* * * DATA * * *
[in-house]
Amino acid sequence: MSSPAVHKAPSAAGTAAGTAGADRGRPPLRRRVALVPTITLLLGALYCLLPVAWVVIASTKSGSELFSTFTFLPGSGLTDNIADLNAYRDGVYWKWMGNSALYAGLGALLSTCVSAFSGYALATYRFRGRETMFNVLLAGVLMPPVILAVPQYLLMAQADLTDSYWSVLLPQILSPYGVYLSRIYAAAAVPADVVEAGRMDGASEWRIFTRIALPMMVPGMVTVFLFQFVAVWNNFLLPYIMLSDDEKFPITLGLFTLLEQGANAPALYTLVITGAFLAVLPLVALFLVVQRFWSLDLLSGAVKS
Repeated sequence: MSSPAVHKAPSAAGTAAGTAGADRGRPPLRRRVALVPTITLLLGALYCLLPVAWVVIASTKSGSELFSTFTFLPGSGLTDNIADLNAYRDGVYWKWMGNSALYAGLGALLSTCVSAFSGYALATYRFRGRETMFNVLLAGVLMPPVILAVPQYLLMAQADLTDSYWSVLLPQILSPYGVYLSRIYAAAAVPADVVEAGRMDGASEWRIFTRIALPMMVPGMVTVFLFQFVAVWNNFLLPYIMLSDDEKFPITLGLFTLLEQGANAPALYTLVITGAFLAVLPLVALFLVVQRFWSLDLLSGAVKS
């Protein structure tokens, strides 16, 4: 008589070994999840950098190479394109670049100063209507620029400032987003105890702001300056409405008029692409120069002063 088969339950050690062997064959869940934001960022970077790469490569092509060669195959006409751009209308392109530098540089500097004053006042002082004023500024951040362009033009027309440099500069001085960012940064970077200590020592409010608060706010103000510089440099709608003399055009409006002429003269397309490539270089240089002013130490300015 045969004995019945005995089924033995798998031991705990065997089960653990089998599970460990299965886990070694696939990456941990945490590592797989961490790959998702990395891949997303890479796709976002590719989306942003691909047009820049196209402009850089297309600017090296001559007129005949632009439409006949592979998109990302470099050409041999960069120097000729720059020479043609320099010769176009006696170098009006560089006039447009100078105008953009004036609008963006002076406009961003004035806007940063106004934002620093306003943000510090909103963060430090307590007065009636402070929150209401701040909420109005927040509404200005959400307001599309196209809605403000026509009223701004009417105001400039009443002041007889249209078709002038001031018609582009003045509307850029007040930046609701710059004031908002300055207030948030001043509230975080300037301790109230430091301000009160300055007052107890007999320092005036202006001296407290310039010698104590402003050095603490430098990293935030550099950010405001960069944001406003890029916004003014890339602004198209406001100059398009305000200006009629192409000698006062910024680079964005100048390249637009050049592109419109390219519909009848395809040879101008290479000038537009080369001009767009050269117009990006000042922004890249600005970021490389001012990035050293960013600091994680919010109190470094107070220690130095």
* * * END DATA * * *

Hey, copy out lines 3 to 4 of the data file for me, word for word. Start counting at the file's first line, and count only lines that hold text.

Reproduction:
Repeated sequence: MSSPAVHKAPSAAGTAAGTAGADRGRPPLRRRVALVPTITLLLGALYCLLPVAWVVIASTKSGSELFSTFTFLPGSGLTDNIADLNAYRDGVYWKWMGNSALYAGLGALLSTCVSAFSGYALATYRFRGRETMFNVLLAGVLMPPVILAVPQYLLMAQADLTDSYWSVLLPQILSPYGVYLSRIYAAAAVPADVVEAGRMDGASEWRIFTRIALPMMVPGMVTVFLFQFVAVWNNFLLPYIMLSDDEKFPITLGLFTLLEQGANAPALYTLVITGAFLAVLPLVALFLVVQRFWSLDLLSGAVKS
């Protein structure tokens, strides 16, 4: 008589070994999840950098190479394109670049100063209507620029400032987003105890702001300056409405008029692409120069002063 088969339950050690062997064959869940934001960022970077790469490569092509060669195959006409751009209308392109530098540089500097004053006042002082004023500024951040362009033009027309440099500069001085960012940064970077200590020592409010608060706010103000510089440099709608003399055009409006002429003269397309490539270089240089002013130490300015 045969004995019945005995089924033995798998031991705990065997089960653990089998599970460990299965886990070694696939990456941990945490590592797989961490790959998702990395891949997303890479796709976002590719989306942003691909047009820049196209402009850089297309600017090296001559007129005949632009439409006949592979998109990302470099050409041999960069120097000729720059020479043609320099010769176009006696170098009006560089006039447009100078105008953009004036609008963006002076406009961003004035806007940063106004934002620093306003943000510090909103963060430090307590007065009636402070929150209401701040909420109005927040509404200005959400307001599309196209809605403000026509009223701004009417105001400039009443002041007889249209078709002038001031018609582009003045509307850029007040930046609701710059004031908002300055207030948030001043509230975080300037301790109230430091301000009160300055007052107890007999320092005036202006001296407290310039010698104590402003050095603490430098990293935030550099950010405001960069944001406003890029916004003014890339602004198209406001100059398009305000200006009629192409000698006062910024680079964005100048390249637009050049592109419109390219519909009848395809040879101008290479000038537009080369001009767009050269117009990006000042922004890249600005970021490389001012990035050293960013600091994680919010109190470094107070220690130095």